When they have a sub­ject that inspires them, Severin Films can do amaz­ing work. The lat­est exam­ple of this is their blu-ray spe­cial edi­tion of Axe and Kidnapped Coed. Not only does it res­cue the­se two deserv­ing films from out-of-print DVD obliv­ion, it gives them a strong hi-def makeover and a Criterion-lev­el bar­rage of extras that extends all the way to a bonus sound­track CD.

Axe-KidC-bluThings start swim­ming­ly with new trans­fers for both films. Both look pret­ty impres­sive, offer­ing lev­els of col­or and detail the old Something Weird DVD couldn’t get near. These films are also trans­ferred at a 1.78:1 ratio for the first time here. Lossless ver­sion of the orig­i­nal mono sound­tracks for each film are includ­ed and both do well by the sim­ple mix­es, adding some nice depth to the syn­th-lay­ered musi­cal scores.

Severin has also stacked on as many extras as a dual-lay­er blu-ray can sup­port. It all begins with com­men­tary tracks for both films fea­tur­ing writer/director Frederick Friedel, cam­era assis­tant Phil Smoot and make­up artist Worth Keeter. It’s a reunion for all three and they offer up a vari­ety of shoot mem­o­ries, details on cast and loca­tions and fond thoughts of learn­ing their craft on the job. Friedel is tough on his own work but appre­ci­ates the expe­ri­ence of mak­ing the­se films. All in all, you get a nice per­spec­tive on what mak­ing a region­al hor­ror film in the ‘70s was like.

Axe-01This disc also sees the debut of Bloody Brothers, a com­pos­ite fea­ture that Friedel edit­ed togeth­er from both movies. The ini­tial moti­va­tion for this was to reclaim some lost prof­its from his work but it’s actu­al­ly an inter­est­ing exer­cise in cross­cut­ting that works sur­pris­ing­ly well and makes the most of Jack Canon’s pair of effec­tive yet dif­fer­ent per­for­mances in the two source films. Stephen Thrower pro­vides a com­men­tary track for this re-edit: as usu­al for Thrower, it’s a thought­ful and insight­ful com­bi­na­tion of his­tor­i­cal details and crit­i­cal analy­sis. It com­ple­ments the oth­er two com­men­tary tracks nice­ly.

And that’s not all for the extras. Next up are a pair of excel­lent, in-depth fea­turettes. “At Last… Total Terror” runs 62 min­utes and cov­ers the pro­duc­tion of both films, their dis­tri­b­u­tion trou­bles and their even­tu­al redis­cov­ery. Friedel, Smoot and Keeter all Axe-adplay a vital role here, even revis­it­ing sev­er­al loca­tions to share fun pro­duc­tion anec­dotes. Thrower pops up to dis­cuss how he sought out Friedel for his clas­sic tome Nightmare U.S.A., which start­ed a chain of events lead­ing to the res­cue and remas­ter­ing of the films. Along the way, you also get intrigu­ing por­traits of indie gen­re fig­ures like Pat Patterson and Harry Novak. It’s a cap­ti­vat­ing seg­ment, both for its exploita­tion flick his­to­ry and the cau­tion­ary tale it offers for indie film­mak­ers.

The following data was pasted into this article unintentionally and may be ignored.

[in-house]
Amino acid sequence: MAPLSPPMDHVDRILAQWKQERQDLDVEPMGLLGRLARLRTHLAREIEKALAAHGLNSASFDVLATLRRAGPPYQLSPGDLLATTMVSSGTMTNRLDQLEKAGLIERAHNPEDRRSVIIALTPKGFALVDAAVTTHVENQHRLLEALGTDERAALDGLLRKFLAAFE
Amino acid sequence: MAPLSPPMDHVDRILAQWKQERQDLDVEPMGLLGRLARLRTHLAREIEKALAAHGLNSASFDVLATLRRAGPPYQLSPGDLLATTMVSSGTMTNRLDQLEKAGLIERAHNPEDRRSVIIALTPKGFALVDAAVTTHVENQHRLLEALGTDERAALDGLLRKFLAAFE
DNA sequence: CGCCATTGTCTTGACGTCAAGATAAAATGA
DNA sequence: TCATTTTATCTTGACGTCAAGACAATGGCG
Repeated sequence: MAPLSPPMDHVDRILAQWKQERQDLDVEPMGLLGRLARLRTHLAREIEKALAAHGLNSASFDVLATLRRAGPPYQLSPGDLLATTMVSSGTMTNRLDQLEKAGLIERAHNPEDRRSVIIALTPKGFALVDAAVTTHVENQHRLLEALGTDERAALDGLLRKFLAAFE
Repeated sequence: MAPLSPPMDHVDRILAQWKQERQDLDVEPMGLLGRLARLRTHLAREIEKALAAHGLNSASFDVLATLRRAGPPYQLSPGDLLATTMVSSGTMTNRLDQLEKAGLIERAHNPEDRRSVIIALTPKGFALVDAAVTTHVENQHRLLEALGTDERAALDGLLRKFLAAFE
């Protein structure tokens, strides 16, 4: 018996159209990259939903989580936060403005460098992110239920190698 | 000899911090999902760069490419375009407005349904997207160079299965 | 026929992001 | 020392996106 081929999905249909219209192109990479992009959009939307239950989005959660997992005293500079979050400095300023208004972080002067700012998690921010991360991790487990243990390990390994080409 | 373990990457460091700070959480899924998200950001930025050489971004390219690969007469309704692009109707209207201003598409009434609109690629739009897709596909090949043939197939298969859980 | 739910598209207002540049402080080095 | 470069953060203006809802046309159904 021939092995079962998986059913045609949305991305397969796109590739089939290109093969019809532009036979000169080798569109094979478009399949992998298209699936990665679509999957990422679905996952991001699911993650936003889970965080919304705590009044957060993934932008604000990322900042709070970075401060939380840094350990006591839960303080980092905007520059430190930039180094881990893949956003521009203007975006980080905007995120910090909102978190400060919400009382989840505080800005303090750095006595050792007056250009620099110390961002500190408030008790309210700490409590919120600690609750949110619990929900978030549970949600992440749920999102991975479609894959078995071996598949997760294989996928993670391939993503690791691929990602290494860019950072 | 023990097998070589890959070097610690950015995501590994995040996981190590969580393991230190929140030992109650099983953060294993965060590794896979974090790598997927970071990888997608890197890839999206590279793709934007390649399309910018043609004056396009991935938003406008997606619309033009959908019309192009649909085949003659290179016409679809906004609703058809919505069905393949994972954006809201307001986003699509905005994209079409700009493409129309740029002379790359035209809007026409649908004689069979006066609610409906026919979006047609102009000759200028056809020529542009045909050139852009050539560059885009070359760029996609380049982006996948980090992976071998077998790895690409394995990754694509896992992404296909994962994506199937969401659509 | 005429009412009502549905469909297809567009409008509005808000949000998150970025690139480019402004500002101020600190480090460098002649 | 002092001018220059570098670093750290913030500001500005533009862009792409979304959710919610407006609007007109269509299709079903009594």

Axe-ad2The oth­er seg­ment is a 38-min­ute piece enti­tled “Moose Magic” and is devot­ed to George Newman Shaw and John Willhelm, the duo who com­posed the scores for both of Friedel’s films. These two gift­ed musi­cians died in a car acci­dent short­ly after work­ing on the sound­tracks so this ret­ro­spec­tive piece col­lects their fam­i­ly and friends to pay trib­ute to their lives. The result­ing seg­ment paints a touch­ing, some­times wit­ty por­trait of a pair of friends who bal­anced each oth­er out and became ace musi­cians along the way. Friedel also appears to dis­cuss how Shaw trans­formed a sound record­ing job on Axe into doing both scores and there are plen­ti­ful clips of the two musi­cians play­ing their com­plex jazz songs. Overall, this piece is the unex­pect­ed but wel­come sur­prise amongst the extras.

KidCoed-adThrower returns near the end of the extras for a nine-min­ute piece offer­ing his thoughts on Friedel’s work. His lit­er­ate com­ments make inter­est­ing points about Friedel’s enig­mat­ic, visu­als-dri­ven sto­ry­telling approach and how the tyro film­mak­er turned his lack of expe­ri­ence into a virtue with his unortho­dox sto­ry­li­nes. The blu-ray extras are round­ed out by a trail­er gallery that includes the­atri­cal, t.v. and radio spots. You get to see the mul­ti­ple titles and mar­ket­ing approach­es, all of which are geared towards the dri­ve-in audi­ence.

KidCoed-vhsThis set clos­es out with one final, jum­bo-size extra in CD form: it col­lects the Shaw/Willhelm scores for both films and also sev­er­al of the orig­i­nal songs by this duo that appear in the “Moose Magic” fea­turet­te. It’s a nice trib­ute to the lega­cy of two com­posers who deserved more time to cre­ate.

In short, this is an excel­lent spe­cial edi­tion that will delight any­one who devoured the tales of indie hor­ror in Nightmare U.S.A. Severin Films and Stephen Thrower are a team made in obscure gen­re-flick heav­en and their col­lab­o­ra­tion here is one of the best cult movie blu-ray releas­es of 2015.

To read Schlockmania’s film review of Axe, click here.

To read Schlockmania’s film review of Kidnapped Coed, click here.